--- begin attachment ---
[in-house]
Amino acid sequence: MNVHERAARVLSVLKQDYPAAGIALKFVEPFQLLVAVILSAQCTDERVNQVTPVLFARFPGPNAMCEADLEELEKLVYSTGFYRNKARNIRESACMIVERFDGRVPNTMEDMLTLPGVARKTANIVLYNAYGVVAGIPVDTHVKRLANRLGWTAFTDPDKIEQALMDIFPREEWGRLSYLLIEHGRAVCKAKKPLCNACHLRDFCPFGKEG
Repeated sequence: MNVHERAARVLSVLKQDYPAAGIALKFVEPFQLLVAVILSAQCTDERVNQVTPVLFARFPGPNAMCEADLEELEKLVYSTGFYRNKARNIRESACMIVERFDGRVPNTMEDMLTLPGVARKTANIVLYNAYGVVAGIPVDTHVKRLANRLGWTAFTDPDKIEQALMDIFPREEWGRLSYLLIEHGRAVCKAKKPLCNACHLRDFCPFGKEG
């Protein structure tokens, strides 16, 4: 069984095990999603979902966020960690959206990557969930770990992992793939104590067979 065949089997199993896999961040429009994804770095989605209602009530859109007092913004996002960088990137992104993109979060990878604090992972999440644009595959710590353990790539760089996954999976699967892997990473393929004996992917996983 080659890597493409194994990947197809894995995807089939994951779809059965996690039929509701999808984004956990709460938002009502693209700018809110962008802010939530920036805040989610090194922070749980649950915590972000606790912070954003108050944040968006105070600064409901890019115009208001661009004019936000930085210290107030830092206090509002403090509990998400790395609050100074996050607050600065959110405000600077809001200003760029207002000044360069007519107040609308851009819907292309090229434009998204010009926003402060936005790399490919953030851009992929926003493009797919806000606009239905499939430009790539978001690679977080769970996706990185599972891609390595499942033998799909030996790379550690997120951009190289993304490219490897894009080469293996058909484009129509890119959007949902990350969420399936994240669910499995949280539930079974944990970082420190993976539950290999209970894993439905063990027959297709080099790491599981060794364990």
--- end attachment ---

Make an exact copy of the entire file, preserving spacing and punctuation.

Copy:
[in-house]
Amino acid sequence: MNVHERAARVLSVLKQDYPAAGIALKFVEPFQLLVAVILSAQCTDERVNQVTPVLFARFPGPNAMCEADLEELEKLVYSTGFYRNKARNIRESACMIVERFDGRVPNTMEDMLTLPGVARKTANIVLYNAYGVVAGIPVDTHVKRLANRLGWTAFTDPDKIEQALMDIFPREEWGRLSYLLIEHGRAVCKAKKPLCNACHLRDFCPFGKEG
Repeated sequence: MNVHERAARVLSVLKQDYPAAGIALKFVEPFQLLVAVILSAQCTDERVNQVTPVLFARFPGPNAMCEADLEELEKLVYSTGFYRNKARNIRESACMIVERFDGRVPNTMEDMLTLPGVARKTANIVLYNAYGVVAGIPVDTHVKRLANRLGWTAFTDPDKIEQALMDIFPREEWGRLSYLLIEHGRAVCKAKKPLCNACHLRDFCPFGKEG
């Protein structure tokens, strides 16, 4: 069984095990999603979902966020960690959206990557969930770990992992793939104590067979 065949089997199993896999961040429009994804770095989605209602009530859109007092913004996002960088990137992104993109979060990878604090992972999440644009595959710590353990790539760089996954999976699967892997990473393929004996992917996983 080659890597493409194994990947197809894995995807089939994951779809059965996690039929509701999808984004956990709460938002009502693209700018809110962008802010939530920036805040989610090194922070749980649950915590972000606790912070954003108050944040968006105070600064409901890019115009208001661009004019936000930085210290107030830092206090509002403090509990998400790395609050100074996050607050600065959110405000600077809001200003760029207002000044360069007519107040609308851009819907292309090229434009998204010009926003402060936005790399490919953030851009992929926003493009797919806000606009239905499939430009790539978001690679977080769970996706990185599972891609390595499942033998799909030996790379550690997120951009190289993304490219490897894009080469293996058909484009129509890119959007949902990350969420399936994240669910499995949280539930079974944990970082420190993976539950290999209970894993439905063990027959297709080099790491599981060794364990």